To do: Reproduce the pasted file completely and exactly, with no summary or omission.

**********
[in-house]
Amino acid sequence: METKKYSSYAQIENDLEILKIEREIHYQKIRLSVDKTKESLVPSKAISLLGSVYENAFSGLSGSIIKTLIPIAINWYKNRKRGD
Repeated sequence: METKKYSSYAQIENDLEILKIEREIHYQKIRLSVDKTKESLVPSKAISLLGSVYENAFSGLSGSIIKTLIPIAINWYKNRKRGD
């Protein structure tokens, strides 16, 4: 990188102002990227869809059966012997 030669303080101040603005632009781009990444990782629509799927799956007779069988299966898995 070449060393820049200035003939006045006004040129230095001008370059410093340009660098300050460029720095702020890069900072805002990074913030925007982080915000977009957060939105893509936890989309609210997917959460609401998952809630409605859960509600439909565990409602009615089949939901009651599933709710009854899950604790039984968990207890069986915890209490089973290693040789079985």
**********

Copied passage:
[in-house]
Amino acid sequence: METKKYSSYAQIENDLEILKIEREIHYQKIRLSVDKTKESLVPSKAISLLGSVYENAFSGLSGSIIKTLIPIAINWYKNRKRGD
Repeated sequence: METKKYSSYAQIENDLEILKIEREIHYQKIRLSVDKTKESLVPSKAISLLGSVYENAFSGLSGSIIKTLIPIAINWYKNRKRGD
């Protein structure tokens, strides 16, 4: 990188102002990227869809059966012997 030669303080101040603005632009781009990444990782629509799927799956007779069988299966898995 070449060393820049200035003939006045006004040129230095001008370059410093340009660098300050460029720095702020890069900072805002990074913030925007982080915000977009957060939105893509936890989309609210997917959460609401998952809630409605859960509600439909565990409602009615089949939901009651599933709710009854899950604790039984968990207890069986915890209490089973290693040789079985």